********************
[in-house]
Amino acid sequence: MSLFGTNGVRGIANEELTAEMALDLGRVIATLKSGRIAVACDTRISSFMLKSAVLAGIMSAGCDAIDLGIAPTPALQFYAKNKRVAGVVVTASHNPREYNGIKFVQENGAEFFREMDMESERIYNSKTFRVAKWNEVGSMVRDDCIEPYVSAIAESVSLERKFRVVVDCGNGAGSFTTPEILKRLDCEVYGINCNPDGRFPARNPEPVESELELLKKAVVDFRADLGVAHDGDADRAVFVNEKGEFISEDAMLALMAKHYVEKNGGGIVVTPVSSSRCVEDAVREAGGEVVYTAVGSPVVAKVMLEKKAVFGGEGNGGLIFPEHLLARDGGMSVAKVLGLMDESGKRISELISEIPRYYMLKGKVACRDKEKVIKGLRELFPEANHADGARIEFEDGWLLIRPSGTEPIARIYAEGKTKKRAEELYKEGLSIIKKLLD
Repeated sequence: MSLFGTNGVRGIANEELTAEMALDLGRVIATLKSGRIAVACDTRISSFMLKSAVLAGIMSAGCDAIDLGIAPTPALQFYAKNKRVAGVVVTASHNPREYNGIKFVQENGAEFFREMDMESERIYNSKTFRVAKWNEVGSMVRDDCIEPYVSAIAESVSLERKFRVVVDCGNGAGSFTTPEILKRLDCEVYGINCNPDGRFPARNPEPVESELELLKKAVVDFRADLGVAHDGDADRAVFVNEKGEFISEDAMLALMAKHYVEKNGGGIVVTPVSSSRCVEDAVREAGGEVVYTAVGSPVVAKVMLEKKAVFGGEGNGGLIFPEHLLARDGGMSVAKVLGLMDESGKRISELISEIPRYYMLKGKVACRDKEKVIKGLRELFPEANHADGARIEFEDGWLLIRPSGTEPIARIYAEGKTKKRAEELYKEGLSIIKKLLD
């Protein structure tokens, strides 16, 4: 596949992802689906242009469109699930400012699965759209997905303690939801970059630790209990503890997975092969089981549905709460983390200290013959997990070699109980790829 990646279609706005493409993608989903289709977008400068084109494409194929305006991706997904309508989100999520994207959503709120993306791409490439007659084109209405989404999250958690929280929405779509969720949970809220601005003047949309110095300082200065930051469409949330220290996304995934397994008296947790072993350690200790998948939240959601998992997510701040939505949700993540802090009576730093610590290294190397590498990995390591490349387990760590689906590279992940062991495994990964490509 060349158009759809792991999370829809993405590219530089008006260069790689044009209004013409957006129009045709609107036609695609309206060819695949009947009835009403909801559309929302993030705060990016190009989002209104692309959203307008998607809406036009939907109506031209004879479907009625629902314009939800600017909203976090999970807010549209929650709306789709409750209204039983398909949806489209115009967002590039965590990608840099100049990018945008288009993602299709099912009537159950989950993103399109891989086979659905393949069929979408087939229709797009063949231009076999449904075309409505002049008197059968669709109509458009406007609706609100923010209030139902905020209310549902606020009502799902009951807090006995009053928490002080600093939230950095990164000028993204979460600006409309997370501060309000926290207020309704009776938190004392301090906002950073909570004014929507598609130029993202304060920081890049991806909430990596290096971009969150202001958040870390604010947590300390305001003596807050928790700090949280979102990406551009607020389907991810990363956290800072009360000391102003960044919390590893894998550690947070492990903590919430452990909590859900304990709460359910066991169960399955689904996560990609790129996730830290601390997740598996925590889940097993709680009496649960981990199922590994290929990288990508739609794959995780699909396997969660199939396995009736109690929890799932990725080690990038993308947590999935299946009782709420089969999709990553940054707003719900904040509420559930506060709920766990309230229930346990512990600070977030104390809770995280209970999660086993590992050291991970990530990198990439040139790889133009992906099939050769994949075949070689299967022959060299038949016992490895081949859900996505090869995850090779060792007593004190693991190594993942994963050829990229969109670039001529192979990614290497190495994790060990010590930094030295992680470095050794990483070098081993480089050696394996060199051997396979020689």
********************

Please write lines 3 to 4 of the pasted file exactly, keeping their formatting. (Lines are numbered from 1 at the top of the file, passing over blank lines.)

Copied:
Repeated sequence: MSLFGTNGVRGIANEELTAEMALDLGRVIATLKSGRIAVACDTRISSFMLKSAVLAGIMSAGCDAIDLGIAPTPALQFYAKNKRVAGVVVTASHNPREYNGIKFVQENGAEFFREMDMESERIYNSKTFRVAKWNEVGSMVRDDCIEPYVSAIAESVSLERKFRVVVDCGNGAGSFTTPEILKRLDCEVYGINCNPDGRFPARNPEPVESELELLKKAVVDFRADLGVAHDGDADRAVFVNEKGEFISEDAMLALMAKHYVEKNGGGIVVTPVSSSRCVEDAVREAGGEVVYTAVGSPVVAKVMLEKKAVFGGEGNGGLIFPEHLLARDGGMSVAKVLGLMDESGKRISELISEIPRYYMLKGKVACRDKEKVIKGLRELFPEANHADGARIEFEDGWLLIRPSGTEPIARIYAEGKTKKRAEELYKEGLSIIKKLLD
């Protein structure tokens, strides 16, 4: 596949992802689906242009469109699930400012699965759209997905303690939801970059630790209990503890997975092969089981549905709460983390200290013959997990070699109980790829 990646279609706005493409993608989903289709977008400068084109494409194929305006991706997904309508989100999520994207959503709120993306791409490439007659084109209405989404999250958690929280929405779509969720949970809220601005003047949309110095300082200065930051469409949330220290996304995934397994008296947790072993350690200790998948939240959601998992997510701040939505949700993540802090009576730093610590290294190397590498990995390591490349387990760590689906590279992940062991495994990964490509 060349158009759809792991999370829809993405590219530089008006260069790689044009209004013409957006129009045709609107036609695609309206060819695949009947009835009403909801559309929302993030705060990016190009989002209104692309959203307008998607809406036009939907109506031209004879479907009625629902314009939800600017909203976090999970807010549209929650709306789709409750209204039983398909949806489209115009967002590039965590990608840099100049990018945008288009993602299709099912009537159950989950993103399109891989086979659905393949069929979408087939229709797009063949231009076999449904075309409505002049008197059968669709109509458009406007609706609100923010209030139902905020209310549902606020009502799902009951807090006995009053928490002080600093939230950095990164000028993204979460600006409309997370501060309000926290207020309704009776938190004392301090906002950073909570004014929507598609130029993202304060920081890049991806909430990596290096971009969150202001958040870390604010947590300390305001003596807050928790700090949280979102990406551009607020389907991810990363956290800072009360000391102003960044919390590893894998550690947070492990903590919430452990909590859900304990709460359910066991169960399955689904996560990609790129996730830290601390997740598996925590889940097993709680009496649960981990199922590994290929990288990508739609794959995780699909396997969660199939396995009736109690929890799932990725080690990038993308947590999935299946009782709420089969999709990553940054707003719900904040509420559930506060709920766990309230229930346990512990600070977030104390809770995280209970999660086993590992050291991970990530990198990439040139790889133009992906099939050769994949075949070689299967022959060299038949016992490895081949859900996505090869995850090779060792007593004190693991190594993942994963050829990229969109670039001529192979990614290497190495994790060990010590930094030295992680470095050794990483070098081993480089050696394996060199051997396979020689």